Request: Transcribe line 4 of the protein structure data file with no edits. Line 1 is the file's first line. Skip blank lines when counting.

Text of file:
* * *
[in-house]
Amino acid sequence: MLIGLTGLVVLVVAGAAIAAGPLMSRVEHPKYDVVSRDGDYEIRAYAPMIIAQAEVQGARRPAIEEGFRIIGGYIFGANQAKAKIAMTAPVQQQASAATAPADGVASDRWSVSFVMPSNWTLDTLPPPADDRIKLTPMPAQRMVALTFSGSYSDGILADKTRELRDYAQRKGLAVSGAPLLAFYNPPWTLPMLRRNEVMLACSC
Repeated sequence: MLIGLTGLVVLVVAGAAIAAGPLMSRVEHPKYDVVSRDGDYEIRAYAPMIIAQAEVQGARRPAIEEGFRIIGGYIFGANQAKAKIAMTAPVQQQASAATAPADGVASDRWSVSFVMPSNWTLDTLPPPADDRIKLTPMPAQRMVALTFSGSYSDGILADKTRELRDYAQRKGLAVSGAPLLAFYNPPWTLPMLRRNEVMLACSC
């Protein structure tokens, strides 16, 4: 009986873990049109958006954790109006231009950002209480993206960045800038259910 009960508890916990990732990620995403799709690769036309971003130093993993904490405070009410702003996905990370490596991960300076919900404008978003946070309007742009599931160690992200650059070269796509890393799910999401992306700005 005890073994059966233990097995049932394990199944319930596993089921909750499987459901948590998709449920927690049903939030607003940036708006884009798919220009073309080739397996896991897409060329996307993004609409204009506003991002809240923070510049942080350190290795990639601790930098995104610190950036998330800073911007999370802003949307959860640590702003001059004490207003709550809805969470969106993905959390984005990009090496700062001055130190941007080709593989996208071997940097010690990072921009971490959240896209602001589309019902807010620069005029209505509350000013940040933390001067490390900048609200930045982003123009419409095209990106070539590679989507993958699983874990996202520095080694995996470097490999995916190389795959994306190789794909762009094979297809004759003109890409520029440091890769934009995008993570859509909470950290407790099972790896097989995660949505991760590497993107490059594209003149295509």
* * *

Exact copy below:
């Protein structure tokens, strides 16, 4: 009986873990049109958006954790109006231009950002209480993206960045800038259910 009960508890916990990732990620995403799709690769036309971003130093993993904490405070009410702003996905990370490596991960300076919900404008978003946070309007742009599931160690992200650059070269796509890393799910999401992306700005 005890073994059966233990097995049932394990199944319930596993089921909750499987459901948590998709449920927690049903939030607003940036708006884009798919220009073309080739397996896991897409060329996307993004609409204009506003991002809240923070510049942080350190290795990639601790930098995104610190950036998330800073911007999370802003949307959860640590702003001059004490207003709550809805969470969106993905959390984005990009090496700062001055130190941007080709593989996208071997940097010690990072921009971490959240896209602001589309019902807010620069005029209505509350000013940040933390001067490390900048609200930045982003123009419409095209990106070539590679989507993958699983874990996202520095080694995996470097490999995916190389795959994306190789794909762009094979297809004759003109890409520029440091890769934009995008993570859509909470950290407790099972790896097989995660949505991760590497993107490059594209003149295509």